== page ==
XiongnuArabsTurks The empire effected a revolution in nomadic life transforming—a more centralized and hierarchical political system in which power was concentrated in a divinely sanctioned ruler and differences between junior and senior clans became more prominent The Xiongnu Empire created—a model that later Turkic and Mongol empires emulated. Although it subsequently disintegrated, various nomadic or semi- nomadic peoples played a role in the collapse of already weakened classical Chinese and Roman empires and the ensuing rebuilding of those civilizations. Arabs, Berbers, Turks, and Mongols created—the largest and most influential empires of the postclassical millennium. The most dramatic Arabian development was—the development of a reliable camel saddle that allowed nomadic Bedouins to fight effectively from atop their camels. With this new military advantage---they came to control the rich trade routes in incense running through Arabia. Camel nomads served as—the shock troops of Islamic expansion, providing many of the new religion’s earliest followers and much of the military force that carved out the Arab Empire. A major turning point and new role in Turkic history occurred—with their conversion to Islam between the 10 th and 14 th centuries. This extended process represented a major expansion of the faith and launched the Turks into a new role as the third major carrier of Islam, following the Arabs and the Persians. In the Seljuk Turkic Empire---of the 11 th and 12 th centuries, centered in Persia and present-day Iraq, Turkic rulers began to claim the Muslim title of sultan rather than kaghan. Although the Abbasid caliph remained the formal ruler, real power was exercised by Turkic sultans In Anatolia---formerly ruled by Christian Byzantium, they brought both Islam and a massive infusion of Turkic culture, language, and people, even as they created the Ottoman Empire, which by 1500 became one of the great powers of Eurasia.
Looking Back and Looking Around: The Long History of Pastoral Nomads
The World of Pastoral Societies
The Xiongnu: An Early Nomadic Empire
The Arabs and Turks
The Maasai of East Africa
Break-Out: The Mongol Empire
From Temujin to Chinggis Khan: The Rise of the Mongol Empire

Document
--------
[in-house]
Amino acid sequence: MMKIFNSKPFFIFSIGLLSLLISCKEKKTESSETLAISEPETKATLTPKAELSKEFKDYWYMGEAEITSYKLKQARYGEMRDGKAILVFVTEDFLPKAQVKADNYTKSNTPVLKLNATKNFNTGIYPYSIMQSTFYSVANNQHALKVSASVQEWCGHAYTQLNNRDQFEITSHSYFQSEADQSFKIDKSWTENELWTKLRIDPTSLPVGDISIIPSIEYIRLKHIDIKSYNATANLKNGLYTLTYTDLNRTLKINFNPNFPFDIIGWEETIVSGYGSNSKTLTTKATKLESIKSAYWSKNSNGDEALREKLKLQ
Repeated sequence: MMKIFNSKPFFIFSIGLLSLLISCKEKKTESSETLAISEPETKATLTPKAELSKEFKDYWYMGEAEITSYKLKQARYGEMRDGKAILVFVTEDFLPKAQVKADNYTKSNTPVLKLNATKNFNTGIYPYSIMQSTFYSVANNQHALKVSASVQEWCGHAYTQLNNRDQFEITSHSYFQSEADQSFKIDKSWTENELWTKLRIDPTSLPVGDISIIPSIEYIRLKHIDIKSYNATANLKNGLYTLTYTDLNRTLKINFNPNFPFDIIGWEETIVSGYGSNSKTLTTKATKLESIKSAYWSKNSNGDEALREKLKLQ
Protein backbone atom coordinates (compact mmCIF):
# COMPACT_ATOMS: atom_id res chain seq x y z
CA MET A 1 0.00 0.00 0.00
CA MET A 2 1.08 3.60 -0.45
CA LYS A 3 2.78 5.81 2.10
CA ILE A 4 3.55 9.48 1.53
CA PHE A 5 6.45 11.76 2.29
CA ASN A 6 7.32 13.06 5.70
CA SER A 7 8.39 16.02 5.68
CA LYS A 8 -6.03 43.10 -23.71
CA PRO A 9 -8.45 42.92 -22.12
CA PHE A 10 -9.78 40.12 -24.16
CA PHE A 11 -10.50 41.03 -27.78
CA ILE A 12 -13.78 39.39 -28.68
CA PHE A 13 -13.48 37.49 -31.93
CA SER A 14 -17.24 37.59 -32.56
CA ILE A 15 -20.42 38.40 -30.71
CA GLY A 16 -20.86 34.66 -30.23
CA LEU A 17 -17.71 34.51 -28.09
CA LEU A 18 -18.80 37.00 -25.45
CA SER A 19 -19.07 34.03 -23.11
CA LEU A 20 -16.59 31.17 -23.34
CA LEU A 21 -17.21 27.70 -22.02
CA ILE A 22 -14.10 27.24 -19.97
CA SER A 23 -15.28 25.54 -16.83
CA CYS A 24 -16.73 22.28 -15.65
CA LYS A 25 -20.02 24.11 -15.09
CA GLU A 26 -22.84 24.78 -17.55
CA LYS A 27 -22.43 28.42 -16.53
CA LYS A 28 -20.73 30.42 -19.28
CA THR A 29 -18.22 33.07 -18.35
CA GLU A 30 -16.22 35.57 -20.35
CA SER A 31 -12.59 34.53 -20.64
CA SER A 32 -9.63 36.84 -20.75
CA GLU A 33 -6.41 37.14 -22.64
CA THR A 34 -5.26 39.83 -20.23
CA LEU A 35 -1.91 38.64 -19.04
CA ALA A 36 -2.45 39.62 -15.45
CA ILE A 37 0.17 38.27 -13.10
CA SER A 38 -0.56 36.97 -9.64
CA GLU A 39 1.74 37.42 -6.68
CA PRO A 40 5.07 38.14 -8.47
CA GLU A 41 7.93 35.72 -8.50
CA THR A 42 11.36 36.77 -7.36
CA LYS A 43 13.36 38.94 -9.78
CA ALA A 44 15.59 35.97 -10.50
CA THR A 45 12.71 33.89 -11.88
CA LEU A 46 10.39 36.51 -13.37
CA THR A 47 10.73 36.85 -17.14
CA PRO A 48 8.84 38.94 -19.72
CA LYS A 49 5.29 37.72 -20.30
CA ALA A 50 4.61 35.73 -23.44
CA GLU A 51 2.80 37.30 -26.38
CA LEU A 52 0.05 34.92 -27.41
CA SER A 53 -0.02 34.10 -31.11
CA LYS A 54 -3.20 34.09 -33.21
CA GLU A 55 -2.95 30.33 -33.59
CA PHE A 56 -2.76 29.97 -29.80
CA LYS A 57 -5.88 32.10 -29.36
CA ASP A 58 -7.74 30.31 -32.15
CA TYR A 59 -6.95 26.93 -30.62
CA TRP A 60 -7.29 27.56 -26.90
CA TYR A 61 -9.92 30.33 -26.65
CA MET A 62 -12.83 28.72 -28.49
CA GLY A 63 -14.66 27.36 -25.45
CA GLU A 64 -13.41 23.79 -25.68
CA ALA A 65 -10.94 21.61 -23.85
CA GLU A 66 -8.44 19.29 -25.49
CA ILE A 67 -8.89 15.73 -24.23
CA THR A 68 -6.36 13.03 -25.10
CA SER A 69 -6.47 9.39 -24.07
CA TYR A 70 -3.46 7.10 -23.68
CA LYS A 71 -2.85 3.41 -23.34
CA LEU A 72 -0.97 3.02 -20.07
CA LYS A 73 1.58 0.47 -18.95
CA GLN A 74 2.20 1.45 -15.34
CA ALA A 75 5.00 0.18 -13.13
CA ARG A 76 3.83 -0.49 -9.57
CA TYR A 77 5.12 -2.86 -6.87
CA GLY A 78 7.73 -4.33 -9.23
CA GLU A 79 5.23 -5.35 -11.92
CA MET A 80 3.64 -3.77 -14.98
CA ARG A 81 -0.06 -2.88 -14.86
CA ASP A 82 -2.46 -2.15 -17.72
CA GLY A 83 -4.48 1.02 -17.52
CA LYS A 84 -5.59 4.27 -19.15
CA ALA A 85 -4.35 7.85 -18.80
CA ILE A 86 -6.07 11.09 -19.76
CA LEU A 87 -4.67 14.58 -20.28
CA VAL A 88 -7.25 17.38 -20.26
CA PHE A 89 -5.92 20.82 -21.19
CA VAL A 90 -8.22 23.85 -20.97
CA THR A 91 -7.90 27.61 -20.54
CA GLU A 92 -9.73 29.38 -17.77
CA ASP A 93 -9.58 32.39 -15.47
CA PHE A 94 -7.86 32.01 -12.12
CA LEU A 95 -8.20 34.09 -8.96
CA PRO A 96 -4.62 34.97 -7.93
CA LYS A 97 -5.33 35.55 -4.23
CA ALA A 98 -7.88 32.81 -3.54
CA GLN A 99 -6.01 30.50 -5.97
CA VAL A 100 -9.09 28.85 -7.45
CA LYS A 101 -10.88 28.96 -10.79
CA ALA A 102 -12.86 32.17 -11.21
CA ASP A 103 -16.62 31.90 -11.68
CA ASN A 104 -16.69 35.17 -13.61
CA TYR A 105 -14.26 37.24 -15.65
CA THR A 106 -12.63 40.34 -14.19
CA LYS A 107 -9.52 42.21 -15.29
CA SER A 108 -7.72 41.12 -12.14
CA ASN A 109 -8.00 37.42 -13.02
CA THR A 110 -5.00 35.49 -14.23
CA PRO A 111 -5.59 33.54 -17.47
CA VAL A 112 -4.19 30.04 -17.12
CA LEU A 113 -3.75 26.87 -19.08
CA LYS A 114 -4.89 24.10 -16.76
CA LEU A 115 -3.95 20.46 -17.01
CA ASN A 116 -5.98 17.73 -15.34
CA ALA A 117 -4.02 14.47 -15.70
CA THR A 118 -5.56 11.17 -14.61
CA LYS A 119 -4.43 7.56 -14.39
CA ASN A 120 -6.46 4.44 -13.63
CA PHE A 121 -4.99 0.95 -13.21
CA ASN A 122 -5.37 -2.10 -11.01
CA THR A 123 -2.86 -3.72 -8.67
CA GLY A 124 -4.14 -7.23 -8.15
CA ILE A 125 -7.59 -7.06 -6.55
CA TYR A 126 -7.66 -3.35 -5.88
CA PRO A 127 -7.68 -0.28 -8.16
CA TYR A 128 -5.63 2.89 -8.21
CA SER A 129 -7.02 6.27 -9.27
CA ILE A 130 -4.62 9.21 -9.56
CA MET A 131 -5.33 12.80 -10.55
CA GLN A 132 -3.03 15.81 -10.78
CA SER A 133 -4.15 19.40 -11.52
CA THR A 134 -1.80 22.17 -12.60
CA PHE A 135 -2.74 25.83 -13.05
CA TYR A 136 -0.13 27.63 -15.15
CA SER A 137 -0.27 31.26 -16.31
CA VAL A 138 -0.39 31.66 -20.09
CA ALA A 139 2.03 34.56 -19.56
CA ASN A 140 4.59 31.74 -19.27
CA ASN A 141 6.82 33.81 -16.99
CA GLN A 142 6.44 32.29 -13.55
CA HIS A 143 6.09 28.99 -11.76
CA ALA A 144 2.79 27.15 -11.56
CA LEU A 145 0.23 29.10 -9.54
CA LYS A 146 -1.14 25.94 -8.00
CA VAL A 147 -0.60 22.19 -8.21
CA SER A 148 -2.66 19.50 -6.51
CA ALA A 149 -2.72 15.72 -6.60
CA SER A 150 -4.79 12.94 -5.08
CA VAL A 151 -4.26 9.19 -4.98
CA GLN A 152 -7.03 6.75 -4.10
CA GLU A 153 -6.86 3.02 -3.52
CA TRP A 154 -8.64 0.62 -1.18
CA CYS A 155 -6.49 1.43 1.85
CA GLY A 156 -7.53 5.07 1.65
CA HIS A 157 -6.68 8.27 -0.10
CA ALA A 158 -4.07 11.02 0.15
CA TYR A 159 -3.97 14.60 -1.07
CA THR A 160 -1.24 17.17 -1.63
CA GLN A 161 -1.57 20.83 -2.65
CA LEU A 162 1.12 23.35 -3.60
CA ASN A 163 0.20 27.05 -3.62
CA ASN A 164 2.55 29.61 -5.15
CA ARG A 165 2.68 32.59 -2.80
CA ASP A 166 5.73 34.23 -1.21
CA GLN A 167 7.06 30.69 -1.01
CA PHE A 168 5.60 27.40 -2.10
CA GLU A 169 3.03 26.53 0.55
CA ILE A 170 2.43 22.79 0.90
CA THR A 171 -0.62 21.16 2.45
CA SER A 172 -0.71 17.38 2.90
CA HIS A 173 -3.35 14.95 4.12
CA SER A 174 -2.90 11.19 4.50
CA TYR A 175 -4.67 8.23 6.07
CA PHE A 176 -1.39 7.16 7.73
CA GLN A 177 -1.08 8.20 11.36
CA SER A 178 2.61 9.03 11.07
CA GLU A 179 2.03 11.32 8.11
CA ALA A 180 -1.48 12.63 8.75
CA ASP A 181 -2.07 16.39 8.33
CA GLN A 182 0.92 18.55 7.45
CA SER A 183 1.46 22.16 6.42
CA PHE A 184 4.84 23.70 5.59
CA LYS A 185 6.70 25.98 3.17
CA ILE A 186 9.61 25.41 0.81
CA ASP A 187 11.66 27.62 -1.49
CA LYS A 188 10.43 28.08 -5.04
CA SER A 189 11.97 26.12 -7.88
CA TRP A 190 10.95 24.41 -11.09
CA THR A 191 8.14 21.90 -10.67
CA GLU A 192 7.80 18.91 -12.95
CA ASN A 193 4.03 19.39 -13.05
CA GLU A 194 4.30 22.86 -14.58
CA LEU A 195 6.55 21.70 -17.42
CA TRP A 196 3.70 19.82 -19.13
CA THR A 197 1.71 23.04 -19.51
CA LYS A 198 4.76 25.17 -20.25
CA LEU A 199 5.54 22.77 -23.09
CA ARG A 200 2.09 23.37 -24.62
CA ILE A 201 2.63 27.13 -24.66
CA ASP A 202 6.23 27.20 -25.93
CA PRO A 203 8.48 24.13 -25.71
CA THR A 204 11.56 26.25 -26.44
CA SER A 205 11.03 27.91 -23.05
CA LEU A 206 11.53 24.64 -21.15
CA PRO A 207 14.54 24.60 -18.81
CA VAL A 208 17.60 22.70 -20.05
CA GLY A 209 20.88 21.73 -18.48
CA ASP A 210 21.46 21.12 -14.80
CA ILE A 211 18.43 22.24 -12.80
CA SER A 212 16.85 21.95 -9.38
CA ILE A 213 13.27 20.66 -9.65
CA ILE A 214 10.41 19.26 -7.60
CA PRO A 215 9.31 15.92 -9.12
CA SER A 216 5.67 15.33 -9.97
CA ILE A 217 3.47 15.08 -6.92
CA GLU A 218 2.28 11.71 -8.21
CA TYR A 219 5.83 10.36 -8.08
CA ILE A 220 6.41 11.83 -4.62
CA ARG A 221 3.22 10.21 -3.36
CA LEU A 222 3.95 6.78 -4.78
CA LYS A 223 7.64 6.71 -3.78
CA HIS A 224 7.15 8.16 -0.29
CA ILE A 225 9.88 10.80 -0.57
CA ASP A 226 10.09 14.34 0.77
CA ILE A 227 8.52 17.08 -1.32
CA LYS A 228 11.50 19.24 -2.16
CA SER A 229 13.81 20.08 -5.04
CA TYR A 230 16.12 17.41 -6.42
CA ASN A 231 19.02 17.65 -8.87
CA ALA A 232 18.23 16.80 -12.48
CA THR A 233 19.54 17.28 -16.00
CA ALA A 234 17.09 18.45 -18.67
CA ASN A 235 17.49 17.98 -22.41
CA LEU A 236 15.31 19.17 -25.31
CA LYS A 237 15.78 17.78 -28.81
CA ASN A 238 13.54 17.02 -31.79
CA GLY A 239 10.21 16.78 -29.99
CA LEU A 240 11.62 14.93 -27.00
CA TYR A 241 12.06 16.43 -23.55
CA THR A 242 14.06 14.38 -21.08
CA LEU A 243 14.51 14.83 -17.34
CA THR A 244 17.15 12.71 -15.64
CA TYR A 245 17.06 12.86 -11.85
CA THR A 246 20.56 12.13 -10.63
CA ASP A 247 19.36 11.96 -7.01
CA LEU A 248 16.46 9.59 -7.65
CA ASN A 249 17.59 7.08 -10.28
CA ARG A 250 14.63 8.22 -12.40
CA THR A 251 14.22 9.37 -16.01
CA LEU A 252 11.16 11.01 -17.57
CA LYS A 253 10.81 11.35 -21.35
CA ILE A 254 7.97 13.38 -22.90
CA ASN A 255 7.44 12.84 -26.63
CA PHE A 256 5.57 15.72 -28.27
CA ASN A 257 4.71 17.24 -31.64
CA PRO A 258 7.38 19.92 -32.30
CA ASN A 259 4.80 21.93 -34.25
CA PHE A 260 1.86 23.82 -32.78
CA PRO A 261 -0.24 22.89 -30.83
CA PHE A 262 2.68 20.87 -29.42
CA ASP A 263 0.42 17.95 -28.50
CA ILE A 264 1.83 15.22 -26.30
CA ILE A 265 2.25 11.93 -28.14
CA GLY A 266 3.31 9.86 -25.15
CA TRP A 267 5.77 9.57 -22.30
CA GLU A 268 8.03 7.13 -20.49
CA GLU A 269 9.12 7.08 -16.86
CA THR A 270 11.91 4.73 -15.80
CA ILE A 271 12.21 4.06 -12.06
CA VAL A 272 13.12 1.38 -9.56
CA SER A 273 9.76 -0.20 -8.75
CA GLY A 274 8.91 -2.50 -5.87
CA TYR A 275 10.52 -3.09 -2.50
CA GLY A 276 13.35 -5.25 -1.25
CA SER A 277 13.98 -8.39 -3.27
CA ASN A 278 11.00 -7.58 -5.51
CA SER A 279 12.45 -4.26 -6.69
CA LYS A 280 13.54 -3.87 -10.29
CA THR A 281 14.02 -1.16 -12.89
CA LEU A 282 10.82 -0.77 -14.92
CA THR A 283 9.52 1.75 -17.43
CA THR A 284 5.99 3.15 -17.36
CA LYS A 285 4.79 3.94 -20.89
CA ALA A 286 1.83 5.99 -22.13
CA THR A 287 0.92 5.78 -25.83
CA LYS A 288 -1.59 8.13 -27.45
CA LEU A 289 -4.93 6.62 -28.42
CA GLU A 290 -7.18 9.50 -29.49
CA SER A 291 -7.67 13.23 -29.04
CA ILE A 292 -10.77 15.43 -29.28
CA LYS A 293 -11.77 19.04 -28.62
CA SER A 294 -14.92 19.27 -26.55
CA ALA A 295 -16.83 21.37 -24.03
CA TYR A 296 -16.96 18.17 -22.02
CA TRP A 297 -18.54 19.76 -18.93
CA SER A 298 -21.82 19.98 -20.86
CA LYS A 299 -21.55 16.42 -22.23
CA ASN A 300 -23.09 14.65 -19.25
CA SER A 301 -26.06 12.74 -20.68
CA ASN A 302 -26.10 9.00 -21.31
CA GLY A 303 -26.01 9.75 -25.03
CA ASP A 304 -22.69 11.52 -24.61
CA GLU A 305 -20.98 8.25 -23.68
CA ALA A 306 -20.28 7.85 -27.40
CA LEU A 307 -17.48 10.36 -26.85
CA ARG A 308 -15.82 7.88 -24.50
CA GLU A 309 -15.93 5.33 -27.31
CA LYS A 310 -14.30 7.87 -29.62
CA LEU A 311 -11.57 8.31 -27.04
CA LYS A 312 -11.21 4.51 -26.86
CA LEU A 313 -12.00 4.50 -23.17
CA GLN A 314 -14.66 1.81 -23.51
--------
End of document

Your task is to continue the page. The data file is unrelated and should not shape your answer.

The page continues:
Explaining the Mongol Moment
Encountering the Mongols: Comparing Three Cases
China and the Mongols
Persia and the Mongols
Russia and the Mongols
The Mongol Empire as a Eurasian Network
Toward a World Economy
Diplomacy on a Eurasian Scale
Cultural Exchange in the Mongol Realm
The Plague: A Eurasian Pandemic
Chapter 12 Pastoral Peoples on the Global Stage: The Mongol Movement, 1200–1500 Map 12.1 The Mongol Empire (p. 342) Map 12.2 Trade and Disease in the Fourteenth Century (p. 355) Spot Map 12.1 The Xiongnu Confederacy (p. 338) Spot Map 12.2 The Masai of East Africa (p. 340) Chinggis Khan at Prayer (p. 332) The Scythians (p. 336) The Masai (p. 341) A Mongol Warrior (p. 346) Marco Polo and Khubilai Khan (p. 349) Mongol Russia (p. 352) The Plague (p. 357)
iClicker Questions Chapter 12: Pastoral Peoples on the Global Stage: The Mongol Moment, 1200– 1500
Comparison: Which of the following is NOT an attribute that pastoral societies generally exhibit in comparison to settled agricultural peoples? a. They generally offer women a lower status with no roles at all in public life. b. They are far more mobile. c. They live in smaller more widely scattered groups. d. They rely more heavily on their animals.
Change: Compared to earlier pastoral empires, in what way were the Mongols something new? a. Their goal was to extract resources from settled societies rather than conquer territory. b. They constructed highly mobile armies more based on the horse than any earlier pastoral empire. c. They had less of a cultural impact on the societies that they conquered compared to many other pastoral empires. d. Unlike other pastoral empires, their initial confederation was brought together by a charismatic leader.
Connection: Which of the following developments associated with pastoral societies did NOT strengthen connections between cultural regions of the Eastern Hemisphere? a. The emergence of the Islamic World b. The construction of the Mongol Empire c. The conquest of North India by Turkic peoples d. The conquest of equatorial West Africa by Berber tribesmen
Discussion Starter: Do you think that the modern image of Mongols a. is warranted given their history? b. is partially warranted given their history? c. is misleading because they were little different from other pastoralists in world history? d. is the product of the peoples that they conquered writing their history?
Discussion Starter: For you, which of the following was the most important contribution of the Mongol Empire to world history? a. They constructed the largest Eurasian empire to date. b. They destroyed a series of well-established empires. c. They fostered trade, the spread of disease, and the exchange of crops and technology across Eurasia. d. The disruption of trade caused by the collapse of their empire provided an important incentive for Europeans to take to the seas in an effort to secure sought-after Asian goods.
Discussion Starter: Regarded as a whole, was the Mongol impact on world history more positive or negative? a. The Mongol impact on world history was more positive than negative. b. The Mongol impact on world history was more negative than positive.
Answer Key for Chapter 12 1.Answer is A 2.Answer is C 3.Answer is D